Arthur Harry Cragg (1894-1915)

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An ongoing project to commemorate and research the lives of those who appear on war memorials and rolls of honour in the local area, who served in the military, or whose deaths were linked to conflict.
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Biography

Arthur Harry Cragg was born on 28 June 1894 in Hyde[1], Cheshire, the son of mariner Arthur Robinson Cragg and his wife Annie (née Wood), and was baptised on 26 August 1894 at St. Mark, Huddersfield. At that time, the Cragg family was residing on Somerset Road.

At the time of the 1911 Census, he was boarding at the house of currier John George Lee at West End, Mirfield, and his occupation was recorded as "apprentice (engineer)".

He studied at Huddersfield Technical College where he gained grade 1 passes in mechanical engineering[2] in 1912 and electrical engineering[3] in 1913.

J. Margaret Stansfield's Huddersfield's Roll of Honour: 1914-1922 suggests that he was living at Wyngarth on Park Drive, Huddersfield, at the time of enlisting. However, contemporary sources state that the Cragg family home at that point was Fairfield, 25 Lawrence Road, Marsh. Wyngarth was the former residence of local town councillor William Henry Murgatroyd who died in 1912 and Arthur was listed as one of the principal mourners at the funeral. William's widow Harriet was his aunt, so it may be that Arthur occasionally stayed at Wyngarth.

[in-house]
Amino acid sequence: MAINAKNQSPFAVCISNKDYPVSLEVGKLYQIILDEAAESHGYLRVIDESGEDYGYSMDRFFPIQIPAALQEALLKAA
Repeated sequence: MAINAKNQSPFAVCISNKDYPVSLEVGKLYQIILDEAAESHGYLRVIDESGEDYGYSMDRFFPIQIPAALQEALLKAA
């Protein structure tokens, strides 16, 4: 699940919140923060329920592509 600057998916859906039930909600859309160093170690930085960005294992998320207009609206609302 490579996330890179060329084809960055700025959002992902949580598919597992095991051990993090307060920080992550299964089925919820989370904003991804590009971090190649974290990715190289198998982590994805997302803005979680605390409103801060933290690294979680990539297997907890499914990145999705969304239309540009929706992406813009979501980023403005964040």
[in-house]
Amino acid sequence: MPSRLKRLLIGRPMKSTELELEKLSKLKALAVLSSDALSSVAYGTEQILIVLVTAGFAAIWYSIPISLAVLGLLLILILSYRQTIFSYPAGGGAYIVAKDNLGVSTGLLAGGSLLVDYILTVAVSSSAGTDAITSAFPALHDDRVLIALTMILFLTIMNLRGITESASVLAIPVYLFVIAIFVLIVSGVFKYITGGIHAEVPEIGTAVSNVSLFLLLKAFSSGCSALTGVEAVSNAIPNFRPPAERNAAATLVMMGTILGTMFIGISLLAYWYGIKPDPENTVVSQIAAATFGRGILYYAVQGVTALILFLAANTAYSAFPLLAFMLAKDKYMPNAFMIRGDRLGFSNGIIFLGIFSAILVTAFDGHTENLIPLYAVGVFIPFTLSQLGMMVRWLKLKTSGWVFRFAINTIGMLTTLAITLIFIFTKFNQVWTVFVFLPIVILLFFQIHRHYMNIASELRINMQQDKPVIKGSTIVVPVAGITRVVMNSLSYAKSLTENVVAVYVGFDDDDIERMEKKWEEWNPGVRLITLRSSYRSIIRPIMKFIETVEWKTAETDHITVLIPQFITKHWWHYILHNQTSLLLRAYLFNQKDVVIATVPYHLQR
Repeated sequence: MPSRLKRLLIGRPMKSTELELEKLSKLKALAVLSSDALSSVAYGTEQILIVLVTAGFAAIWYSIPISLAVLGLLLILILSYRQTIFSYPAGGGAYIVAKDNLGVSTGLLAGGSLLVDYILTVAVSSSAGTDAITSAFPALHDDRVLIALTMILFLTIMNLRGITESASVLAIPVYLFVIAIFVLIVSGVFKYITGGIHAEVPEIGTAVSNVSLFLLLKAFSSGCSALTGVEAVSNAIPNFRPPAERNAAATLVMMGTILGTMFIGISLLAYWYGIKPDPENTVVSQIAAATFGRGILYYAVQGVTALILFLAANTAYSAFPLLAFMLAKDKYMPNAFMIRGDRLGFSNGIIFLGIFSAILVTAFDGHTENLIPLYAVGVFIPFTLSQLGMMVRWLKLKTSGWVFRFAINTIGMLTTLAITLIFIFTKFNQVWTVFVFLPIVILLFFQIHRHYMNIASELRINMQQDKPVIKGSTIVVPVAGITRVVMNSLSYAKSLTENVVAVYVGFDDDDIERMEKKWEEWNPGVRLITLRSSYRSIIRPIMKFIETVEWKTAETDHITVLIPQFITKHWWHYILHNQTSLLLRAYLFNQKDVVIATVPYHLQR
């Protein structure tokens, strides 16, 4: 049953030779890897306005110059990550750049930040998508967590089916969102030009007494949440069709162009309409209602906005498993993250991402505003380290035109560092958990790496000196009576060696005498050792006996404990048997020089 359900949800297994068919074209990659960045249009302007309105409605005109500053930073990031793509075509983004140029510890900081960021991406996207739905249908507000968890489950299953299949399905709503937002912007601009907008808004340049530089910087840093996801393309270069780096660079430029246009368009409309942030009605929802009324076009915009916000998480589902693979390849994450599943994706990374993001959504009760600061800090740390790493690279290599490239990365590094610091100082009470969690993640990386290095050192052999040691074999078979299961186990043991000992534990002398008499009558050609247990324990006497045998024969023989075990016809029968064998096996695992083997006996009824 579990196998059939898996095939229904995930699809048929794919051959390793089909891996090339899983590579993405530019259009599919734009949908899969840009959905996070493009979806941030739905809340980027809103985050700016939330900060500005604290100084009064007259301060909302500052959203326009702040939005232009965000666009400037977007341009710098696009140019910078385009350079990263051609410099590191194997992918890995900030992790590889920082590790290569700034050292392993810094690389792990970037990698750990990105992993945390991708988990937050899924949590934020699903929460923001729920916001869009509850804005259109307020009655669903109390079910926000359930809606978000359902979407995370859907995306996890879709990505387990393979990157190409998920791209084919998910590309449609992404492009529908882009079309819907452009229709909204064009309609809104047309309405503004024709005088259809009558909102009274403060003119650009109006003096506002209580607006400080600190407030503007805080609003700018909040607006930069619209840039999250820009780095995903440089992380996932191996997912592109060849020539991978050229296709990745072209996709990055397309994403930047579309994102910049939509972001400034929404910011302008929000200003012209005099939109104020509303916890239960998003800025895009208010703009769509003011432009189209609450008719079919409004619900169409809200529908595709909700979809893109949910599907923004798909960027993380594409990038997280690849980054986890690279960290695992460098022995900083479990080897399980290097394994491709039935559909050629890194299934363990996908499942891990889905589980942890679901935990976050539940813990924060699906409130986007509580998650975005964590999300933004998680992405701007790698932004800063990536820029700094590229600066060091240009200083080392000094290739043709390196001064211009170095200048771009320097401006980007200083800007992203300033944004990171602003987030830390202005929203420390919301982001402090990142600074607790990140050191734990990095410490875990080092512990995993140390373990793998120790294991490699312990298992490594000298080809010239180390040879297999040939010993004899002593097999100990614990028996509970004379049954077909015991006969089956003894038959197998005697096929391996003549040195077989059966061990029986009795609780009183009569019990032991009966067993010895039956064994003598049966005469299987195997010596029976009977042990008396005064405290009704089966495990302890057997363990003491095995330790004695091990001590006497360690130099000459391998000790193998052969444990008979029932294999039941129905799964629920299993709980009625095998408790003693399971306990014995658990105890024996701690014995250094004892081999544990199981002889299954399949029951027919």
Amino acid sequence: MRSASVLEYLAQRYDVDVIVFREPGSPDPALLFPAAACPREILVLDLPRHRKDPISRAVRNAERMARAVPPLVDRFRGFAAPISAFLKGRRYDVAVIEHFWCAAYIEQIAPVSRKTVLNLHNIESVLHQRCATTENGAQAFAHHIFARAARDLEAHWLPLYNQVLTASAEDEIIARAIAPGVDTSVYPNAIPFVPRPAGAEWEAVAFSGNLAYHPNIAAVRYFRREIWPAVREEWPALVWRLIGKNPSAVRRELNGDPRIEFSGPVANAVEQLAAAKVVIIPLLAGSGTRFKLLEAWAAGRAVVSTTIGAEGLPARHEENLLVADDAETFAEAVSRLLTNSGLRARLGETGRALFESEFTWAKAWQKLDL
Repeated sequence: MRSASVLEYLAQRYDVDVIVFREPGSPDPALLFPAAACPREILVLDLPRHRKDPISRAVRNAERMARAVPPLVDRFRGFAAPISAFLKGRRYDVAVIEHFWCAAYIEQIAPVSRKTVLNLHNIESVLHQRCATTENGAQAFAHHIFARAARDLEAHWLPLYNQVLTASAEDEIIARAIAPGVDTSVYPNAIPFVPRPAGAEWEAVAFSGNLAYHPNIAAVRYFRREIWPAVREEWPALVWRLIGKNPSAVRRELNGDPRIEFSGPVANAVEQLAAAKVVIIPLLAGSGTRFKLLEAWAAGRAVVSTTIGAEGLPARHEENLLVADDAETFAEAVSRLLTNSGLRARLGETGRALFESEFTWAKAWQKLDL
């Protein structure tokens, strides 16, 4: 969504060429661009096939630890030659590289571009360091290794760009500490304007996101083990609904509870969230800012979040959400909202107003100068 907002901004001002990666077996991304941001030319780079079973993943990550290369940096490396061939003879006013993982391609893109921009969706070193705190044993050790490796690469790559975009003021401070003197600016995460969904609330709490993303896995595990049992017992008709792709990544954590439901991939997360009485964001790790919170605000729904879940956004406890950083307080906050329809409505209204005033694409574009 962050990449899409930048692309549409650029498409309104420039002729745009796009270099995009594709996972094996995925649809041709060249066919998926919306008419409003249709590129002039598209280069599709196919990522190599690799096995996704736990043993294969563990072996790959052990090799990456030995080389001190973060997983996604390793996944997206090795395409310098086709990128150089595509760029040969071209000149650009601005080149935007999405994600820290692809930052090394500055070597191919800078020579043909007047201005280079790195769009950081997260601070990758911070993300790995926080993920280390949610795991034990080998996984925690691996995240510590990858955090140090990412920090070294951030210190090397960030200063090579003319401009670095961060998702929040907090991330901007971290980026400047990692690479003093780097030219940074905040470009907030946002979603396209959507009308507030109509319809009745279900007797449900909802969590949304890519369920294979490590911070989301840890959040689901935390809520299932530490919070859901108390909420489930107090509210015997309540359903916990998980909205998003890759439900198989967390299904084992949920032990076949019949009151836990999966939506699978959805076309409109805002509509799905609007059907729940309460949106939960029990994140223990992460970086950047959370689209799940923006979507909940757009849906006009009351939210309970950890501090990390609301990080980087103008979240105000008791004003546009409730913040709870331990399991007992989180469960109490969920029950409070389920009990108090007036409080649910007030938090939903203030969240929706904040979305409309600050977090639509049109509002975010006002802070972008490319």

Huddersfield's Roll of Honour: 1914-1922

The following extract is from Huddersfield's Roll of Honour: 1914-1922 (2014) by J. Margaret Stansfield:

CRAGG, ARTHUR HARRY. Private. No 2794. 1/5th Battalion Duke of Wellington's Regiment. Born Newton Moor, Cheshire, 28.6.1894. Son of Captain Arthur Robinson and Annie Cragg of Rio de Janeiro, Brazil. Educated at Eaton Lodge School and Almondbury Grammar School. Employed as an apprentice at Huddersfield Corporation Electricity Works. At the time of enlistment, was living at 'Wyngarth', Park Drive, Huddersfield. Single. Enlisted September 1914. Embarked for France April, 1915. His father had spent a number of years in Brazil and arrived in England just one hour after his son's troopship had sailed for France. Killed in action, 15.5.1915, aged 20 years. Buried RUE-DAVID MILITARY CEMETERY, FLEURBAIX. Grave location:- Plot 1, Row B, Grave 19.
His parents received a letter from Major Gilbert P. Norton of the 6th Battalion Duke of Wellington's Regiment, who wrote, 'You will have heard from his Platoon Commander that your son was killed in action on the 15th inst. by a high explosive shell whilst the Germans were bombarding our trenches. He lived for a short time after receiving his wound but the injuries were of such a nature that he could not have suffered any pain and he never regained consciousness. I know that nothing one can say will help to make your loss any lighter but you will like to know that he was very highly thought of by his Officers and his comrades and is a great loss to us all. During the time we were raising 250 recruits in Huddersfield he worked like a slave, filling in forms for recruits and the work could never have been got through without him. It was the same all the time he was a soldier, always willing and always cheerful. I trust you will find some consolation in remembering that he answered the call of his country at a time when she was fighting for her existence and that he died in helping to save Britain from the frightfulness of the German barbarian. He is buried not far behind the trenches and his grave is marked with a neat white cross. His comrades made a wreath of wild flowers and placed it on the grave.'